The amount of time you spend on Facebook may have a physiological effect on your body, according to a study published in the Journal of Social Psychology.
Eric Vanman, the study’s lead researcher and an associate psychology professor at the University of Queensland, studied the habits of 138 active Facebook users who log on to the platform for at least three hours a day to understand whether avid social media use causes stress. He instructed half of the participants to quit using Facebook for five days and allowed the remaining half to continue their normal use.
Over the course of the five days, Vanman took samples of each participant’s saliva to measure the level of cortisol—the stress hormone—in their bodies. He also asked participants to report how they felt their stress levels and well-being changed across the five days.
Though participants who quit using Facebook produced lower levels of cortisol, they reported a decreased sense of well-being. Vanman suggests the reason is “FOMO,” or the fear of missing out. “These people felt cut off from their friends,” he explains. “Even though monitoring your friends can be a source of stress, feeling left out or out of the loop can actually make you more stressed.”
While Vanman’s study is the first to measure the physiological effects of Facebook use, numerous other studies on the subject have also found connections between social media and stress. For example, a study published in 2017 in the American Journal of Epidemiology suggests Facebook use is correlated with a reduced sense of well-being and a decline in mental health. “Our results suggest that the nature and quality of this sort of connection is no substitute for the real world interaction we need for a healthy life,” the researchers explain.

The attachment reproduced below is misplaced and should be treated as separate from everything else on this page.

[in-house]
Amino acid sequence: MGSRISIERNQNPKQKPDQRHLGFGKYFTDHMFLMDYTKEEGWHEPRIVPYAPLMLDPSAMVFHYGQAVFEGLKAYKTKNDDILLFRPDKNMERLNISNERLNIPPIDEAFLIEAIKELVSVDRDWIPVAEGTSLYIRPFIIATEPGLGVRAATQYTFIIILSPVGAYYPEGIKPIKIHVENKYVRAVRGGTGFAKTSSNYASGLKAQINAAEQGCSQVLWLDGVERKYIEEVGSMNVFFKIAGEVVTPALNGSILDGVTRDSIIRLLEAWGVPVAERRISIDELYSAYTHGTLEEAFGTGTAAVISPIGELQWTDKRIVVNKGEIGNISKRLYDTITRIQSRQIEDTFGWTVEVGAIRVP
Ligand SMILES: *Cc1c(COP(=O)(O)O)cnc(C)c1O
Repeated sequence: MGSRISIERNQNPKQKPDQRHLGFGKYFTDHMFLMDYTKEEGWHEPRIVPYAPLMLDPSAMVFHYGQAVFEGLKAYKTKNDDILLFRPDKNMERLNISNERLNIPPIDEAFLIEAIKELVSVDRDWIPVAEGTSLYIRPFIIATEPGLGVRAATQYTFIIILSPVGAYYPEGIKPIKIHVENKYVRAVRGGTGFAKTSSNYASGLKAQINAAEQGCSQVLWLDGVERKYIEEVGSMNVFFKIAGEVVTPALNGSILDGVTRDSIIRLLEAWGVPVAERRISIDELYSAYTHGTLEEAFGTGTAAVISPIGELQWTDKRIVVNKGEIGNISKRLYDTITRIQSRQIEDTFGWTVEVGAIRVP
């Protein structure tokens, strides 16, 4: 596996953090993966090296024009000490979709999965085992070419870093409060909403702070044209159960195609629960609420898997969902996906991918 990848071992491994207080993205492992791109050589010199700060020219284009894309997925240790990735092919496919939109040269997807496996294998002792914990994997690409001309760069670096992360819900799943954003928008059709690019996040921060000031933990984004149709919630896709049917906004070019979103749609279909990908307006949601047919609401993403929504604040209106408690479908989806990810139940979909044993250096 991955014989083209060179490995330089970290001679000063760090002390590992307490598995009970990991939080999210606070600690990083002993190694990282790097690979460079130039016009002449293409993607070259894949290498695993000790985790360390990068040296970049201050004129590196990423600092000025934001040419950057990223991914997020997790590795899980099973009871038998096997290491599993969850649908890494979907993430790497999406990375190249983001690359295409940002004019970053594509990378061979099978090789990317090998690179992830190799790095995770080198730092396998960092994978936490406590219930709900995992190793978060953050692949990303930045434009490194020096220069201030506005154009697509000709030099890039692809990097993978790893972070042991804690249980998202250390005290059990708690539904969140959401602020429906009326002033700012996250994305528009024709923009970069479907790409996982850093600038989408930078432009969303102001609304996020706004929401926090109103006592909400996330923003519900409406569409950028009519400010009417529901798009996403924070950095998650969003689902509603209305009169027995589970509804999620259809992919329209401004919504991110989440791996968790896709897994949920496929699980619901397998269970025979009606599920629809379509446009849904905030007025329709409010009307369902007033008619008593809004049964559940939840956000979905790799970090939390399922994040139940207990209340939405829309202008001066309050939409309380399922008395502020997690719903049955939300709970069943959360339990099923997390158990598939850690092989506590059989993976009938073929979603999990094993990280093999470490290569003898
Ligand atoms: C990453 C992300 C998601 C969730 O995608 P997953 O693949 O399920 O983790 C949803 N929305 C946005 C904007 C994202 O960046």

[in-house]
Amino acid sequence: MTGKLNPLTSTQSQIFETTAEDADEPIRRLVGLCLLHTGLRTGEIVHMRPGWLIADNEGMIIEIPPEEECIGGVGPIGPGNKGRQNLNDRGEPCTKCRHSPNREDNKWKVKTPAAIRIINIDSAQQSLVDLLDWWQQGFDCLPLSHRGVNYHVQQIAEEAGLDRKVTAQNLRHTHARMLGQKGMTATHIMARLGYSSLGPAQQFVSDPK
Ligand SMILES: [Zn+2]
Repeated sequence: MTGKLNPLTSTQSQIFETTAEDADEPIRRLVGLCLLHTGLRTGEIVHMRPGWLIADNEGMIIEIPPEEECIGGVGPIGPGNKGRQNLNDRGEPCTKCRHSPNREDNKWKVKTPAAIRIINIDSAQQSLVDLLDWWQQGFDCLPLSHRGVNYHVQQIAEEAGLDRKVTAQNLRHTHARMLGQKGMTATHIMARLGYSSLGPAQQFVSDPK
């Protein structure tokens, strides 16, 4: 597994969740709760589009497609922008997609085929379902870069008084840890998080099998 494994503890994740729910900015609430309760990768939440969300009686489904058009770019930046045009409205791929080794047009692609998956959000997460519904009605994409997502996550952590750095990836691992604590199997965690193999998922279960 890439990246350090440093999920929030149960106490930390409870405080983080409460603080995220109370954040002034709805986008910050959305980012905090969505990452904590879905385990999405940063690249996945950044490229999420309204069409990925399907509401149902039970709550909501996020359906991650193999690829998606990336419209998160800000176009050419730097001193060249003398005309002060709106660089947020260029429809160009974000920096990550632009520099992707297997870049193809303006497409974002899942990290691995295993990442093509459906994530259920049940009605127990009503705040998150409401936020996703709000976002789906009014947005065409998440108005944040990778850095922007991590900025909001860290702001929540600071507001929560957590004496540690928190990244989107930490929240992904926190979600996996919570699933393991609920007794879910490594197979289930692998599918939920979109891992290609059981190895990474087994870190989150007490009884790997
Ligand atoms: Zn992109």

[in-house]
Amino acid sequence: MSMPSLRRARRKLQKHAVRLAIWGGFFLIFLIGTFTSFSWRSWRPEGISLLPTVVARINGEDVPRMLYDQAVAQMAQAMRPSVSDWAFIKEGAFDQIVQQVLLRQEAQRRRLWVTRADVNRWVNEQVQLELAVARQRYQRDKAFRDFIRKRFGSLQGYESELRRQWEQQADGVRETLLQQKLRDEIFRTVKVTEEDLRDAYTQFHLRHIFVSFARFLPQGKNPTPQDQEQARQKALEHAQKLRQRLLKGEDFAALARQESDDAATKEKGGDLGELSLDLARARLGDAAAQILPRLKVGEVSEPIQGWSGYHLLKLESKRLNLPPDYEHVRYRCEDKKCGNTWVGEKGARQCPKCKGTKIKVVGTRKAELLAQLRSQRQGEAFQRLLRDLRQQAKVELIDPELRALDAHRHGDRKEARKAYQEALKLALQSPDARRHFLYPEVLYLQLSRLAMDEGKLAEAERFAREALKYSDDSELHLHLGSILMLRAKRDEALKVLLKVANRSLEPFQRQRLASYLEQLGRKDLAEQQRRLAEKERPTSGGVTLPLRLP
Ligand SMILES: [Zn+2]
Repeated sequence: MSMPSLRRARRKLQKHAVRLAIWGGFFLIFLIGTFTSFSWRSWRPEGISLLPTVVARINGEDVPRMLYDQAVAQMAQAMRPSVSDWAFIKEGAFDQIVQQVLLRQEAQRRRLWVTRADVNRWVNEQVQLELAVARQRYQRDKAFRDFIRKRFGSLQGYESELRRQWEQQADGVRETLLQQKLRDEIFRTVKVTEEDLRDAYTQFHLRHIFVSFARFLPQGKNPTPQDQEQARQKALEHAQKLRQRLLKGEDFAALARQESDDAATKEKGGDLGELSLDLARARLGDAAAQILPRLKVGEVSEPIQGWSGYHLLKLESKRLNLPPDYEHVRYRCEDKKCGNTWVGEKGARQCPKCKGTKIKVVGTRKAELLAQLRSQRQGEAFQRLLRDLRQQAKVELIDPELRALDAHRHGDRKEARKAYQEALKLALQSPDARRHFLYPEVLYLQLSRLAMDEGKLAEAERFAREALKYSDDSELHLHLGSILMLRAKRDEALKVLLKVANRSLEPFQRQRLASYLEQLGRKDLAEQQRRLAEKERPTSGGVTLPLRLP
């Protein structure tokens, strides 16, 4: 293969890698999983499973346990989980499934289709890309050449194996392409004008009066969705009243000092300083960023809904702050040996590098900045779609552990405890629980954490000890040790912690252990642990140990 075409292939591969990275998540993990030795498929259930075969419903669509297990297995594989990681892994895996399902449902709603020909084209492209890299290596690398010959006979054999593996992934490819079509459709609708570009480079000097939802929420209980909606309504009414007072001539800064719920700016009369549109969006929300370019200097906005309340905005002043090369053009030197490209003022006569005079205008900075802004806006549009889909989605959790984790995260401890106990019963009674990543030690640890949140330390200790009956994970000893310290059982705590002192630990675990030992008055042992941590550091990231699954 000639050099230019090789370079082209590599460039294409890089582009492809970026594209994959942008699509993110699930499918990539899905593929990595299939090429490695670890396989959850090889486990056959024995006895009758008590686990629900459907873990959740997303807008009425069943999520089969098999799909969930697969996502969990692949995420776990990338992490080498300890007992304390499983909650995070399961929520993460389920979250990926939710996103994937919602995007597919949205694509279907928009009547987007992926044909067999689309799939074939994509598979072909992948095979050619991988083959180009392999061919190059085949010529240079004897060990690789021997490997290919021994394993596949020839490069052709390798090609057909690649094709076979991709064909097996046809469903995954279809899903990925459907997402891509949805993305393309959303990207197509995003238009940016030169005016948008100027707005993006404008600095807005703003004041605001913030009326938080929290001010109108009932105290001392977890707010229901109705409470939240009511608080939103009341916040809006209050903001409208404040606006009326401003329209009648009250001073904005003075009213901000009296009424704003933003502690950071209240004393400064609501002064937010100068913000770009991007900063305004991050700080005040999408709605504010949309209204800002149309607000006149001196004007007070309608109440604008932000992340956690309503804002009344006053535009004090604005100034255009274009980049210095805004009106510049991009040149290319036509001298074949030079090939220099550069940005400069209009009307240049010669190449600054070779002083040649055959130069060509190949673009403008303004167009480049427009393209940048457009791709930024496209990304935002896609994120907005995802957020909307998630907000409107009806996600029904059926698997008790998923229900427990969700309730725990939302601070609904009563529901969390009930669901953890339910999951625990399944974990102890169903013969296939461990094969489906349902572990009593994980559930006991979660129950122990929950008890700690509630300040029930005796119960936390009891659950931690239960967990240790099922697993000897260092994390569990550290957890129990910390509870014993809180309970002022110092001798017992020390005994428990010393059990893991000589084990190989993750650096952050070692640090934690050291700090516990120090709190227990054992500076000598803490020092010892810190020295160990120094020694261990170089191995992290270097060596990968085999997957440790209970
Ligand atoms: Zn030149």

In fact, Jean Twenge, a psychology professor at San Diego State University, suspects that social media use may be partially to blame for the soaring rates of mental health-related incidents among teens and young adults. She notes that the upward trend in mental health challenges in teens correlates with the rising popularity of devices like the iPhone.
“If you already have the propensity to have mental illness and depression, then [social media] sometimes gives you that crutch to continue to self-isolate,” adds Kristina Macbury, the principal of Sarah Pyle Academy in Wilmington, Delaware.
So how can we strike a balance between healthy Facebook use and Facebook use that causes unnecessary levels of stress? Vanman suggests that while you don’t need to quit Facebook altogether, “taking Facebook vacations can help you seek out more meaningful connections with people in real life” (Mejia, CNBC, 5/28/18).
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